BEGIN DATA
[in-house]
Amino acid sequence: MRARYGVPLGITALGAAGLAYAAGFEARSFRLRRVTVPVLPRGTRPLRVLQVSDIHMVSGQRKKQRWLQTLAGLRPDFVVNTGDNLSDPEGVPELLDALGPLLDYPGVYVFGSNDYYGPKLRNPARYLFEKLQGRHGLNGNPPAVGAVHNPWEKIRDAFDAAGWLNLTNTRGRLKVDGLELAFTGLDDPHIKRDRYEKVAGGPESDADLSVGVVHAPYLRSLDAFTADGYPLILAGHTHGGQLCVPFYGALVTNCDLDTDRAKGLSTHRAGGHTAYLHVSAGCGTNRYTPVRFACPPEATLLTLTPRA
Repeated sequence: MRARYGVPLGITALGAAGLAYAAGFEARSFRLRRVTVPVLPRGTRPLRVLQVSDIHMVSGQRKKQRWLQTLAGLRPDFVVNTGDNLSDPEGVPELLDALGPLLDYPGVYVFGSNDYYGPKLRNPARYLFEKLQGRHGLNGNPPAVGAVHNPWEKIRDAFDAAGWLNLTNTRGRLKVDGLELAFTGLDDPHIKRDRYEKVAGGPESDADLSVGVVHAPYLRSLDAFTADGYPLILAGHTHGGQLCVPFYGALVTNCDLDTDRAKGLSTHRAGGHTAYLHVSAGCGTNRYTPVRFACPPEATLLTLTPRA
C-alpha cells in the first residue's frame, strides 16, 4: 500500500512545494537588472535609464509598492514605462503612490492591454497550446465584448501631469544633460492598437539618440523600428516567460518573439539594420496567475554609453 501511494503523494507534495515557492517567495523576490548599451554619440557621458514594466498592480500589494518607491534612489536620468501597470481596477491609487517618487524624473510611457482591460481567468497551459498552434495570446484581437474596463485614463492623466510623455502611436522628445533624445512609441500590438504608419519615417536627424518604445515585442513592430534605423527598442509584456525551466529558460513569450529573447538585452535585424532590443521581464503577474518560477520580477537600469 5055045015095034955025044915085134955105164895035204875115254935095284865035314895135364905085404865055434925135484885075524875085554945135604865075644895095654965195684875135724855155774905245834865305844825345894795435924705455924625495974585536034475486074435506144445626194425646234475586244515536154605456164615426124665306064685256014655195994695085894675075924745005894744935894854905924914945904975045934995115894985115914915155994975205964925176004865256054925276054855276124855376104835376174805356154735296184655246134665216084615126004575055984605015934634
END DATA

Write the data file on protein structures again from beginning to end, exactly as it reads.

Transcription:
[in-house]
Amino acid sequence: MRARYGVPLGITALGAAGLAYAAGFEARSFRLRRVTVPVLPRGTRPLRVLQVSDIHMVSGQRKKQRWLQTLAGLRPDFVVNTGDNLSDPEGVPELLDALGPLLDYPGVYVFGSNDYYGPKLRNPARYLFEKLQGRHGLNGNPPAVGAVHNPWEKIRDAFDAAGWLNLTNTRGRLKVDGLELAFTGLDDPHIKRDRYEKVAGGPESDADLSVGVVHAPYLRSLDAFTADGYPLILAGHTHGGQLCVPFYGALVTNCDLDTDRAKGLSTHRAGGHTAYLHVSAGCGTNRYTPVRFACPPEATLLTLTPRA
Repeated sequence: MRARYGVPLGITALGAAGLAYAAGFEARSFRLRRVTVPVLPRGTRPLRVLQVSDIHMVSGQRKKQRWLQTLAGLRPDFVVNTGDNLSDPEGVPELLDALGPLLDYPGVYVFGSNDYYGPKLRNPARYLFEKLQGRHGLNGNPPAVGAVHNPWEKIRDAFDAAGWLNLTNTRGRLKVDGLELAFTGLDDPHIKRDRYEKVAGGPESDADLSVGVVHAPYLRSLDAFTADGYPLILAGHTHGGQLCVPFYGALVTNCDLDTDRAKGLSTHRAGGHTAYLHVSAGCGTNRYTPVRFACPPEATLLTLTPRA
C-alpha cells in the first residue's frame, strides 16, 4: 500500500512545494537588472535609464509598492514605462503612490492591454497550446465584448501631469544633460492598437539618440523600428516567460518573439539594420496567475554609453 501511494503523494507534495515557492517567495523576490548599451554619440557621458514594466498592480500589494518607491534612489536620468501597470481596477491609487517618487524624473510611457482591460481567468497551459498552434495570446484581437474596463485614463492623466510623455502611436522628445533624445512609441500590438504608419519615417536627424518604445515585442513592430534605423527598442509584456525551466529558460513569450529573447538585452535585424532590443521581464503577474518560477520580477537600469 5055045015095034955025044915085134955105164895035204875115254935095284865035314895135364905085404865055434925135484885075524875085554945135604865075644895095654965195684875135724855155774905245834865305844825345894795435924705455924625495974585536034475486074435506144445626194425646234475586244515536154605456164615426124665306064685256014655195994695085894675075924745005894744935894854905924914945904975045934995115894985115914915155994975205964925176004865256054925276054855276124855376104835376174805356154735296184655246134665216084615126004575055984605015934634